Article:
North-west of Alice Springs, the Newhaven wildlife sanctuary has begun building a 44-kilometre fence designed to keep out feral cats.
At 262,000 hectares, the wildlife sanctuary comprises “one of Australia’s largest non-government protected areas” according to its website.
According to ABC Rural, the materials for the first stage of this project arrived on June 12.
The first stage will involve creating a 44-kilometre fence to protect 9,500 hectares of the Newhaven property.
Before long, the project will expand to cover the entire Newhaven area, making it the largest fence of its kind in the world.
Tim Allard, the national operations manager for Australian Wildlife Conservancy, says in an ABC Rural article that feral cats are “decimating millions of native species every night”.
“At the moment, the best way we can [get rid of feral cats] is by building a fence, eradicating feral animals from within it, and reintroducing native animals,” says Allard.
Allard maintains that, once the feral animals have been culled, the native population will be reintroduced and at least 10 native species should begin to thrive once more.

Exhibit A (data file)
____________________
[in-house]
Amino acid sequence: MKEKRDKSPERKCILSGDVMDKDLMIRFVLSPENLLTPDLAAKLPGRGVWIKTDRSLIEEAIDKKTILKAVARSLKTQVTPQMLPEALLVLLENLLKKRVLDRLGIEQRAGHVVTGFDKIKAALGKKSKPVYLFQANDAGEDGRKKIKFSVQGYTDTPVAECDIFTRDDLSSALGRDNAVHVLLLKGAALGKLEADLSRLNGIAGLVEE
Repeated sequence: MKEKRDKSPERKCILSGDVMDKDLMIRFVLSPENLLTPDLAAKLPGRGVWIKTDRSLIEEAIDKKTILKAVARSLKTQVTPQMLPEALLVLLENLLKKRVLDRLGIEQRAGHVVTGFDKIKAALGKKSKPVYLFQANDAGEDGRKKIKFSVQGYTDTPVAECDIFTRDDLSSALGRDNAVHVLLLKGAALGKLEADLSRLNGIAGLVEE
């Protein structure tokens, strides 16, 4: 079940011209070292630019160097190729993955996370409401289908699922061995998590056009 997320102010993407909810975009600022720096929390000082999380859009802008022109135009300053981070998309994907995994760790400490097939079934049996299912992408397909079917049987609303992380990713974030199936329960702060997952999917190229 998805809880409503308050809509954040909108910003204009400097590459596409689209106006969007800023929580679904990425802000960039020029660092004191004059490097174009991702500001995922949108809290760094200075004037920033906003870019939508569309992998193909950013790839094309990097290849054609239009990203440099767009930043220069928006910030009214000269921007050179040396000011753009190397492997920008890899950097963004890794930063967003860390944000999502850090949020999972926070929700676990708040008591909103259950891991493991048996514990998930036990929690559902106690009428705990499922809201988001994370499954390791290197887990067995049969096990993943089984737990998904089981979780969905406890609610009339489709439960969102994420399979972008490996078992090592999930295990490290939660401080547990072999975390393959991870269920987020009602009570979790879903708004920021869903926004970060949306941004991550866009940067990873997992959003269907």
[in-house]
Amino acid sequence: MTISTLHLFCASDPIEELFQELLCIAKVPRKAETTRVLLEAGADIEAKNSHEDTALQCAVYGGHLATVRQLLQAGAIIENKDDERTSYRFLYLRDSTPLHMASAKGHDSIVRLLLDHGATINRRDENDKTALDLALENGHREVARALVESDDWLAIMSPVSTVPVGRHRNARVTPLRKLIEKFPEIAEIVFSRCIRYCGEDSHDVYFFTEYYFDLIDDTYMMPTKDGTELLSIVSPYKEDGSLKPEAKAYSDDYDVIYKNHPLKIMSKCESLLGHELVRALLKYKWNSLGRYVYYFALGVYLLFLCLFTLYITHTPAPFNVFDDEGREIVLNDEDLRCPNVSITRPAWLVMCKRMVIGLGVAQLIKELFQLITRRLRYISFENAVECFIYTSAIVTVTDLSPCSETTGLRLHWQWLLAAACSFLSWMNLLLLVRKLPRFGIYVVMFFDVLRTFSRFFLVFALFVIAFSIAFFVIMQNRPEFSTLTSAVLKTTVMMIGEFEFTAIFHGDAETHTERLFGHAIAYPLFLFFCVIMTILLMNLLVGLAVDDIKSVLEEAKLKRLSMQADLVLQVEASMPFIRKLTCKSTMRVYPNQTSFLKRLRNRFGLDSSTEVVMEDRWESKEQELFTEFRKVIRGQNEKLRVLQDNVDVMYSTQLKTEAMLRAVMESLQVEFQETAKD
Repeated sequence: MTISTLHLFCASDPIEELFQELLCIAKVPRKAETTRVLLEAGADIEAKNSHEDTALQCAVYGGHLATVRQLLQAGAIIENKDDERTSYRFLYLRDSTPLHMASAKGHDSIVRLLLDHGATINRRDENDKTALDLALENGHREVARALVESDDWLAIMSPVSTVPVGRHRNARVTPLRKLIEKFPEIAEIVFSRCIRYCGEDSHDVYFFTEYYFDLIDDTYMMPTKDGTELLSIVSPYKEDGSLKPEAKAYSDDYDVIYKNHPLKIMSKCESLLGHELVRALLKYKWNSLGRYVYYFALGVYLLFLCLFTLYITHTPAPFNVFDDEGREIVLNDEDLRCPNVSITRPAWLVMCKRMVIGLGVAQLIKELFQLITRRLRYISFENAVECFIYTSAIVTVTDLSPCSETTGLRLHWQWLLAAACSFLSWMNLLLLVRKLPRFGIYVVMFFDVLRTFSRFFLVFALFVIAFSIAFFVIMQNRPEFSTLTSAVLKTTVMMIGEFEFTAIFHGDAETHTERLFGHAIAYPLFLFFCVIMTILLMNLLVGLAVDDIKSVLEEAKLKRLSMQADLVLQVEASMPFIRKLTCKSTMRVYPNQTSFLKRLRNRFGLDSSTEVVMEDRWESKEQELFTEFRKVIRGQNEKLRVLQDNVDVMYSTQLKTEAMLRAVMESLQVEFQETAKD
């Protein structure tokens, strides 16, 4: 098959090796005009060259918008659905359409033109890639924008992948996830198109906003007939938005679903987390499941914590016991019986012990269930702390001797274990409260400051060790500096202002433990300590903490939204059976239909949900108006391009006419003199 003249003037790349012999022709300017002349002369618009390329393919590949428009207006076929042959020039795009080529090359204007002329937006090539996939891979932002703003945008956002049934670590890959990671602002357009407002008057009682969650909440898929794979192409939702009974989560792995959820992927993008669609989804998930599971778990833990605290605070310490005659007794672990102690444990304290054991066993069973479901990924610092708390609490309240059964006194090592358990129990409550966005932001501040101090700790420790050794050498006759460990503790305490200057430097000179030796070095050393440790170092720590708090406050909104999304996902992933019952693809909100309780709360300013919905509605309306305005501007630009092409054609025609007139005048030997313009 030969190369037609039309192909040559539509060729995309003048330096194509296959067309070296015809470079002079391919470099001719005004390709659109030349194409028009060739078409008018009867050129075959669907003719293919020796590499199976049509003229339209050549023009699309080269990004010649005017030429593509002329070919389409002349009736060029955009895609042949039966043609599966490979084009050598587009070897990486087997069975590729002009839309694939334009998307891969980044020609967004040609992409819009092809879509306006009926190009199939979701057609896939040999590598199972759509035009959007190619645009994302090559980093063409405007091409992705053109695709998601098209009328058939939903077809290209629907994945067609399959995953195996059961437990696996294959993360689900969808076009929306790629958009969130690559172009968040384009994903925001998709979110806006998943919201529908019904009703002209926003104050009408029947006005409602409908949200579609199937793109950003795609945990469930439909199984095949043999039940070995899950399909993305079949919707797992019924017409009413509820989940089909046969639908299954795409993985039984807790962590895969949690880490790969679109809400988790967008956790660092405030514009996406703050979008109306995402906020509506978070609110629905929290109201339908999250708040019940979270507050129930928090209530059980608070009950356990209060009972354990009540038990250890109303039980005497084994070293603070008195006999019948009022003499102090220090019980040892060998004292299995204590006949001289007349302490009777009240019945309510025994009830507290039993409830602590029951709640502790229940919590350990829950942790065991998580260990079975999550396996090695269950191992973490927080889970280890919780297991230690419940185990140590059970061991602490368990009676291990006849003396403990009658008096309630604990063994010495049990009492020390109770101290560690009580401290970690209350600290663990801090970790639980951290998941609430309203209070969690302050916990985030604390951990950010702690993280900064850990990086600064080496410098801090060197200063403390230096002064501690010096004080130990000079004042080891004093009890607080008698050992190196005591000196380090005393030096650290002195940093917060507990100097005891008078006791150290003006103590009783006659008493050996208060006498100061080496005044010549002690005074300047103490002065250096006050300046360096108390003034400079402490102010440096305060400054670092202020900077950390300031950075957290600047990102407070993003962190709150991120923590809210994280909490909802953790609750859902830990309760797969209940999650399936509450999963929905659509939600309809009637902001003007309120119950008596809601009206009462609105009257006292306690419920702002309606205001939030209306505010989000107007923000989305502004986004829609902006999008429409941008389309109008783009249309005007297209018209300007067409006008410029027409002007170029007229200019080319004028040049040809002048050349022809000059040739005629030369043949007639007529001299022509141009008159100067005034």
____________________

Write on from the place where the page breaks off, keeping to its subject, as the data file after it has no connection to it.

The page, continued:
Feral animals are one of the chief threats to the population of native Australian animals, according to Allard; other big threats include weeds and mismanaged fire.
This will not be the first fence built to eradicate feral cats: the Mt Gibson wildlife sanctuary in Western Australia completed work on a 43-kilometre fence in 2014, and the project has so far been regarded a success.
The Newhaven eradication fence will reportedly be nearly two metres high, with a curved top and netting at the base to deter animals seeking to get in or out of the premises.
“There will be two electric wires as well that run on the outside,” Newhaven manager Joe Schofield confirms in the same article.
Land-clearing for the project is already well underway, with nearly 20 kilometres completed and ready for construction.
Restoring so many native animals is expected to lure tourists to the wildlife sanctuary as well.
“In two or three years’ time, it’ll be like stepping back 200 years into the past before Europeans turned up, before feral animals were introduced,” Allard says.
Feral cats (so-called because of their aggressive behaviour) are a constant problem for Australia, with at least 2.1 million feral cats suspected to be roaming the country.